Many a mom, like myself, rely on bleach for household cleaning and disinfecting. What many moms don't know, however, is that bleach is probably not the safest nor the most effective cleanser in our kits. Here are seven things you probably didn't know about bleach and some ideas as to what you can use instead of this highly caustic chemical.
Bleach Has A Shelf Life Of 3-5 MonthsBleach is kinda touchy about temperature. When a company makes bleach the amount of hypochlorite used depends a lot on the season and the weather. Hotter months mean most manufacturers use more hypochlorite. So, if you buy a bottle of bleach and it says it's a 6% solution of hypochlorite, you should keep in mind that that percentage can fluctuate a bit. It takes about 4-8 weeks from the time chlorine bleach is made to when it gets to a store. Then it sits on the shelf for who knows how many months until you take it home. Bottom line? What you pay for is probably not exactly what you're getting.
Bleach Doesn't Kill MoldBleach can do many things: kill most bacteria, a few viruses, and take the color out of most any surface. But one thing it can't really do is kill mold. From http://www.moldforce.com:
"Mold's hyphae (root structures) actually grow into wood and drywall like roots. The hyphae are not killed by bleach because bleach's ion structure prevents chlorine from penetrating into porous materials such as dry wall and wood. It stays on the outside surface, whereas mold has protected enzyme roots growing inside the porous construction materials. When you spray porous surface molds with bleach, the water part of the solution soaks into the wood while the bleach chemical sits atop the surface, gasses off, and thus only partially kills the surface layer of mold while the water penetration of the building materials fosters further mold growth.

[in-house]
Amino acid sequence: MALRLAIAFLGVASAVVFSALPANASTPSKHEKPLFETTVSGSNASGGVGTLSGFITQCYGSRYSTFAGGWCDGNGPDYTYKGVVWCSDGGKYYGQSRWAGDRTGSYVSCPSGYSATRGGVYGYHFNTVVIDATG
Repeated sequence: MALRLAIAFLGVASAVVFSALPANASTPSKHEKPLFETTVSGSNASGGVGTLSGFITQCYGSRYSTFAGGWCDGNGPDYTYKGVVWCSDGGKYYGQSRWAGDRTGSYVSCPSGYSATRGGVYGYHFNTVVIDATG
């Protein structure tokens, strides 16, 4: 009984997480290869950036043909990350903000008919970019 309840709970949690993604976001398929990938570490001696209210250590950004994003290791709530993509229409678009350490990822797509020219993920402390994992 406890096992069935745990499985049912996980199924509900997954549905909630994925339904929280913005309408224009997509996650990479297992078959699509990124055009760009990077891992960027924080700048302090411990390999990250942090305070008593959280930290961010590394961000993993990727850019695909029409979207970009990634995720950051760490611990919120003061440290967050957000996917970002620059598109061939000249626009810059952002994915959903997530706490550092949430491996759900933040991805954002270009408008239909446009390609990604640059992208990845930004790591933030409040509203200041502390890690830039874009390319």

Chlorine bleach causes long term breakdown of wood products like studs, sheathing, plywood, OSB, and other building materials over time."
Bleach Is Not Safe To Use Around Pets Or Small AnimalsThat being said, many people will say "Wait, the animal shelter/rescue group/vet clinic/etc etc uses bleach to disinfect stuff!" Yes and no. Most pet places in need of a disinfectant will reach for something specifically designed to be used around pets. In extreme cases (parvo or distemper outbreaks) a bleach water solution may be used, then rinsed thoroughly, and then allowed to air out to prevent any damage to upper respiratory systems. From www.dogster.com:
"Used in disinfectants, toilet bowl cleaners and automatic dish detergent to name a few, chlorine is also used to bleach coffee filters. It can cause everything from dizziness to vomiting to laryngeal edema. Avoid this ingredient and be careful about letting your pet swim in the pool."
Bleach Is Not Safe To Use Around People With Asthma Or Chronic AllergiesBleach really irritates the mucous membranes in the mouth, nose, eyes, and lungs. People who are already dealing with sensitive and inflamed airways shouldn't be around bleach. From Dr. Anna Feldweg via http://www.everydayhealth.com:
"Bleach and other chlorine-based cleaning supplies are known to be irritating to the nose, eyes, and lungs. People differ in their sensitivity to these things; but those with underlying nasal allergies, sinus problems, or asthma are more susceptible because the tissues in their noses, eyes, and lungs are already inflamed — and the bleach exposure just makes the condition worse."
Bleach Can Actually Make Your Whites YellowThat's right, folks. For your whitest-whites, bleach is probably not your best bet. Over time, bleach sometimes can wear out your clothes and, if you use too much, it can turn them yellow. Some people prefer oxygen bleach (OxiClean) as an alternative to chlorine bleach. Baking soda also acts as a whitening agent, and adding a cup to your whites will keep them white over time.